"It was that period in the vernal quarter when we may suppose
the Dryads to be waking for the season. The vegetable world
begins to move and swell and the saps to rise, till in the
completest silence of lone gardens and trackless plantations,
where everything seems helpless and still after the bond and
slavery of frost, there are bustlings, strainings, united thrusts,
and pulls-all-together, in comparison with which the powerful
tugs of cranes and pulleys in a noisy city are but pigmy
The name April comes from the Greek goddess Aphrodite, who is
identified with the Roman Venus. Because the Christian holiday
of Easter sometimes falls in this month, the Anglo-Saxons and
Franks called it Easter Month; of course, the word Easter comes
originally from the name of the Pagan goddess Eostre, deity of
Spring, fertiilty, and new life. The Romans called this month
Aprilis, a time of unfolding leaves and flowers.
The Megalesia of Cybele, who was also known as Magna Mater
(Great Mother) in both Phyrgia and Rome, celebrated the arrival
of this goddess in Rome. In 204 BCE, Rome was in the midst of a
great war with Hannibal. Things were going very badly for the
Roman legions. Finally, the Romans sent a delegation to the
Oracle at Delphi for an interpretation of their sacred Sibylline
Books. This passage said that foreing invaders could only be
driven away when the Mother of Mount Ida was transferred
from Pessinus to Rome.
The oracle sent the delegation to the king of Pergamum in Asia
Minor, where they were told that a black meteroite embodying
the spirit of Cybele was. Pine trees from Mt. Ida, sacred to the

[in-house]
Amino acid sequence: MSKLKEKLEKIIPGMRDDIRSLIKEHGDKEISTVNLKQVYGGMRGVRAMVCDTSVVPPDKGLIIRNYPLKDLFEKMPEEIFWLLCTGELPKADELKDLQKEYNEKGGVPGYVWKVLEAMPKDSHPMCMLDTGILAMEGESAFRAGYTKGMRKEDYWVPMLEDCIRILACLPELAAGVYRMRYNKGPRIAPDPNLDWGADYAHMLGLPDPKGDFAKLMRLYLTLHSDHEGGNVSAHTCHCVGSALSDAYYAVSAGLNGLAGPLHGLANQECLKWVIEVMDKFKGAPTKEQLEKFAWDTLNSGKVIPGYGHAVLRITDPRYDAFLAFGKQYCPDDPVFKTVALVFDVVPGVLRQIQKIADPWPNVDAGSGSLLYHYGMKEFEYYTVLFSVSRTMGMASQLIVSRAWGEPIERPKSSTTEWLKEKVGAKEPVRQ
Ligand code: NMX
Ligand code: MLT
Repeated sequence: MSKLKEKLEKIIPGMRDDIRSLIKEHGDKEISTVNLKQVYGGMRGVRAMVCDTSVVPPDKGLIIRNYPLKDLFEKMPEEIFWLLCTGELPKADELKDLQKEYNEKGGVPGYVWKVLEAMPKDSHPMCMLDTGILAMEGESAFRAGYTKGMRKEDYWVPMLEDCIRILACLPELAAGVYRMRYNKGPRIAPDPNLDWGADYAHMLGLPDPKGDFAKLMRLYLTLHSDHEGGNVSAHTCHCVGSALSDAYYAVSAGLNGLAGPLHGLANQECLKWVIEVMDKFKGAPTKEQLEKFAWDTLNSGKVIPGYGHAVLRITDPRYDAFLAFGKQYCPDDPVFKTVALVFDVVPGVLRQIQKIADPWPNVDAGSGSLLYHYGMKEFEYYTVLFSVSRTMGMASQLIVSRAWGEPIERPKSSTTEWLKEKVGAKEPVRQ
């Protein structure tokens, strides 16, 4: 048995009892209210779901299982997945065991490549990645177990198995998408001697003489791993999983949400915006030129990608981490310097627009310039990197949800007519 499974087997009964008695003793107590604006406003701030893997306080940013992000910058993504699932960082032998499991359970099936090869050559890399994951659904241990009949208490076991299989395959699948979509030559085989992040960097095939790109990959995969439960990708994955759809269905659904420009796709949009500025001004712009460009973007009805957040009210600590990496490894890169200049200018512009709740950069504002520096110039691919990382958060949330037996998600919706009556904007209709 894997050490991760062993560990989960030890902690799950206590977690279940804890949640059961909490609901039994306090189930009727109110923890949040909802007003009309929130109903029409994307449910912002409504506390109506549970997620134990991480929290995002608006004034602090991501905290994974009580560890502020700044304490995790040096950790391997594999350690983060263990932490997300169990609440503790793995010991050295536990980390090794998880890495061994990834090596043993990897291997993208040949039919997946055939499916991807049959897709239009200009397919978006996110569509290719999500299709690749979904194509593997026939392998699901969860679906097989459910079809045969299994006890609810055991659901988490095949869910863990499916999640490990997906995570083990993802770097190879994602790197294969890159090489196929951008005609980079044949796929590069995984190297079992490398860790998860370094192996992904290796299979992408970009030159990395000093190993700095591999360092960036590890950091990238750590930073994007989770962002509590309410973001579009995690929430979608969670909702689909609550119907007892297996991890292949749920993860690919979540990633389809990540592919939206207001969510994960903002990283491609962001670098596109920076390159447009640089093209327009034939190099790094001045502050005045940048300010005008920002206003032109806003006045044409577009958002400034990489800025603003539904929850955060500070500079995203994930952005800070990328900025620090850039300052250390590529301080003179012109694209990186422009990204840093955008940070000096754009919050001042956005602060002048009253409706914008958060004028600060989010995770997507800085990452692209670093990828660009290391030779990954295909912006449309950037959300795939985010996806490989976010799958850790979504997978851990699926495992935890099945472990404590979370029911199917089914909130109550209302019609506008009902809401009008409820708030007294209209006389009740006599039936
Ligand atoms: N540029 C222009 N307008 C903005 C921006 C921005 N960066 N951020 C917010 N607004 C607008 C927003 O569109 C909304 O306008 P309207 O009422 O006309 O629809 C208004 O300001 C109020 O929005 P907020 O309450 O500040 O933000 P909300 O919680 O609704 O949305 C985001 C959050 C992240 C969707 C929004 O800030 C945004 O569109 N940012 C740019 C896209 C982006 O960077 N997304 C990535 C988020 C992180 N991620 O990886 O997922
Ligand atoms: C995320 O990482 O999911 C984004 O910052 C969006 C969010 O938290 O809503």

goddess, were made into a ship, and the stone was transported
from one sanctuary to another until it reached Rome. In about a
year, Hannibal left Italy forever.
The Japanese Flower Festival has now become a celebration of
Buddha's birth. In the older celebration, however, the people
gathered wildflowers for the family shrine. Those in the Shinto
faith placed wooden markers on the graves and said prayers.
The Roman festival of Cerealia celebrated the return of
Proserpina to the Earth goddess Ceres. Our word "cereal" comes
from the name Ceres. It was the time of planting grain. Ceres was
the Roman equivalent to the Greek goddess Demeter.
Anahit of Phoenicia, Canaan, and Ur was portrayed as carrying
an ankh and wearing horns and a Moon disk. She was known by
many other names, among them Anat, Qadesh, Anait, and Anatu.
The Egyptians called their land Khemennu, or Land of the Moon.
Plutarch wrote that they believed the Moon to be the Mother of
the Universe. Although the goddess Bast was primarily
considered to be a deity of the gentle Sun, she was also
connected with the Moon.
The Floralia is still celebrated in many Central and Eastern
European countries. It is a time to honor the goddess of flowers.
People dress in gaily decorated costumes and wear flowers in
their hair. Secretly delivering baskets of flowers on May Day is
a remnant of this old festival.
During this month was also the Incan Ayrihua or Camay Inca
Raymi, the Festival of the Inca.
In Celtic tradition, the night of April 30 was thought of as the
darkest of the year, when witches flew to frighten, spawning
evil throughout the land. In response, people pounded on kettles,
slammed doors, cracked whips, rang church bells and made all
the noise they could to scare off the corruption they imagined to
be moving on the moist air. They lit bonfires and torches and
witch- proofed their houses with spring boughs. Such vigils were
kept throughout the night until the rising of the May-dawn.
From: Moon Magick
By D J Conway